I love this photo. It is of the professional art installer putting up the set of seven flags: "A Lifetime." I love it because Love is first, it is centered and it is balanced (level). Below is the entire set installed. In the near future it will have plexiglass behind and infront of it but they wanted to install before the grand opening of the new entrance to the Unity Center for Behavioral Health in Portland, OR.
Sharp intake of breath.....
I am editing the site....
Holy cow, I need to be blogging more. So much happens. Yikes. Well, never to late to start or restart a good habit, I guess. Blogs are about living in the moment and reporting those moments. So, for this moment, life is revolving around saying "yes" to the universe in terms of my art. I made a request this morning for some legal help with licensing. I am updating and will be uploading more recent prayer flags. And, of course, revisiting the blog.
"The Holidays" of course are looming. So is the third anniversary of my husband's manic episode that took him on a secret bus trip across the country to try to save our daughter and others from a catastrophy he believed was eminent based on, well, blogs, and sites of people who focus on fear and distrust. He got swept up in it. And so, did our life together.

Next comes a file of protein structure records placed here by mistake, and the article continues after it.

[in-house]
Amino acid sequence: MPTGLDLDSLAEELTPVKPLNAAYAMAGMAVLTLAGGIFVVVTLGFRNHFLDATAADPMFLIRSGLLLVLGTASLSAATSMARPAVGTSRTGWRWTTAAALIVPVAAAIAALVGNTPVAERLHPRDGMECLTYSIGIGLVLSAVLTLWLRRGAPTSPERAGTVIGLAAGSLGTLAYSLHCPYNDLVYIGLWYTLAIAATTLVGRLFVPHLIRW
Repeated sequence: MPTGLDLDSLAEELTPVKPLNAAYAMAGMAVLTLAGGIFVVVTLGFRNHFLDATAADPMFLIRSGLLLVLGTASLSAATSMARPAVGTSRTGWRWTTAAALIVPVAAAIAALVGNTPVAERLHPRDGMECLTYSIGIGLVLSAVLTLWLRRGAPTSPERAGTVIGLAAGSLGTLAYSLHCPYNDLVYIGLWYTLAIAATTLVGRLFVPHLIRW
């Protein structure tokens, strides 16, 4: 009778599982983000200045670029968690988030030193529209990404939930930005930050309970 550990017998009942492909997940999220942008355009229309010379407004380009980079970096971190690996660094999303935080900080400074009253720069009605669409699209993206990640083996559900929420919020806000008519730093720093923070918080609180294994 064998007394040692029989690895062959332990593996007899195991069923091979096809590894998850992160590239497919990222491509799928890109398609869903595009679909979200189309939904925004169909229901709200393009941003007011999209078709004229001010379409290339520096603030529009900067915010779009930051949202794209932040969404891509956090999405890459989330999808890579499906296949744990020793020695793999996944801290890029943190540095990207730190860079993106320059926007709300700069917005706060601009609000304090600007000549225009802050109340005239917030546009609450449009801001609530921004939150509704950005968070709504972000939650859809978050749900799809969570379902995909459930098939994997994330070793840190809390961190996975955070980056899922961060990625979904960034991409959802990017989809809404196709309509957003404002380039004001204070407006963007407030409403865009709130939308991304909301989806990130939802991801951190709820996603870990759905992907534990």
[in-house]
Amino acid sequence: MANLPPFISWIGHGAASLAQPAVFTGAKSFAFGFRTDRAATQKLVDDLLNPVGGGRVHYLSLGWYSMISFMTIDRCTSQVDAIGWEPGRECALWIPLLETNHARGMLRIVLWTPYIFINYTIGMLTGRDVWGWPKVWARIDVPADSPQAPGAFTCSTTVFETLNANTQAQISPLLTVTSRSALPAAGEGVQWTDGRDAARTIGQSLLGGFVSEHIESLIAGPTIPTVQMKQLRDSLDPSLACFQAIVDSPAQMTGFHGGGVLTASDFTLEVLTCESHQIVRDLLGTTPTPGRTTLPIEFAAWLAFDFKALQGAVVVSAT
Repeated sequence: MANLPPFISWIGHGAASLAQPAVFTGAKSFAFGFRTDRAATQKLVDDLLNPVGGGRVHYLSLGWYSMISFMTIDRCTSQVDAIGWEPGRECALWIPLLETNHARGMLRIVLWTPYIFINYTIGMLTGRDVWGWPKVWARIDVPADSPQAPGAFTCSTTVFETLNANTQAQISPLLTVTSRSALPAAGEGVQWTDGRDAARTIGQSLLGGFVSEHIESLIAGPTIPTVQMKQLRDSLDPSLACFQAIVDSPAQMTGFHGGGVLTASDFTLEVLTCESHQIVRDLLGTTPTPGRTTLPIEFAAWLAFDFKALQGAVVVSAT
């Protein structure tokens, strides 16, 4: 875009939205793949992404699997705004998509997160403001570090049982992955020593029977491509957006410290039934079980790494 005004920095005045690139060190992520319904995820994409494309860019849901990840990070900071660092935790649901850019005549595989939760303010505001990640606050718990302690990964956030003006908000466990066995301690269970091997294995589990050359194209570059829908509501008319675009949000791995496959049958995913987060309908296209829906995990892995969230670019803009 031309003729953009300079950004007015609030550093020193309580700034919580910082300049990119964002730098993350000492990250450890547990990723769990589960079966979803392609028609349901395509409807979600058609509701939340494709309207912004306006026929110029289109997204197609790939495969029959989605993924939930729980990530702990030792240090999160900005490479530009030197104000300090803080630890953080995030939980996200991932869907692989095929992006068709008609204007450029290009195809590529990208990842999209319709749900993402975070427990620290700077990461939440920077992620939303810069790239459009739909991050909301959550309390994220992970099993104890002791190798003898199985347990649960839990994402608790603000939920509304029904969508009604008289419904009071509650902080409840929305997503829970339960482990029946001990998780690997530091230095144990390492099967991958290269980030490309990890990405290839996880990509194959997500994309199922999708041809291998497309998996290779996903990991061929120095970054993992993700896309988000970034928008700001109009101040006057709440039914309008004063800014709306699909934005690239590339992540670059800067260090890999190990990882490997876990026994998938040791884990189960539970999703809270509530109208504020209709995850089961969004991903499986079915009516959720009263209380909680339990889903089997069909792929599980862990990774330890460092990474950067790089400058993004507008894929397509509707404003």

Solstice is a return to the light but for our family in 2014, it was the last day we were together as a family. Lots of people have heavy stories about "The Holidays," there's a snippet of mine.
So, I work to focus on the positive, the present moment, the light... Currently, when I am not working on the website, I am working on a commissioned prayer flag. I just finished a commission that took me into dark corners of my being as it challenged me to live the intention "Luminous, Sovereign, Present," during the anniversary month of my husband's last days and death from this place two years ago. It was a powerful experience that resulted in much reflection, reverence, and growing pains. ALL very much GIFT. I will upload an image of that one before the day is out.
Speaking with my sister this morning, I found myself describing my latest prayer flag as “incredibly challenging.” She didn’t even breath, I swear it. “Good!” she exclaimed, “that’s great! It means you’re growing!”
How often I forget to be grateful for challenges because they mean I am growing. It was so good to be reminded. So often it feels like challenges just keep following one another into this life without respite. Somewhere in my psyche I still seem to think this isn’t how life is supposed to be. Something in me still thinks life flatlining means all is well and I can relax. In reality, flatlining means death. Death of the artist just as sure as it means death of the body.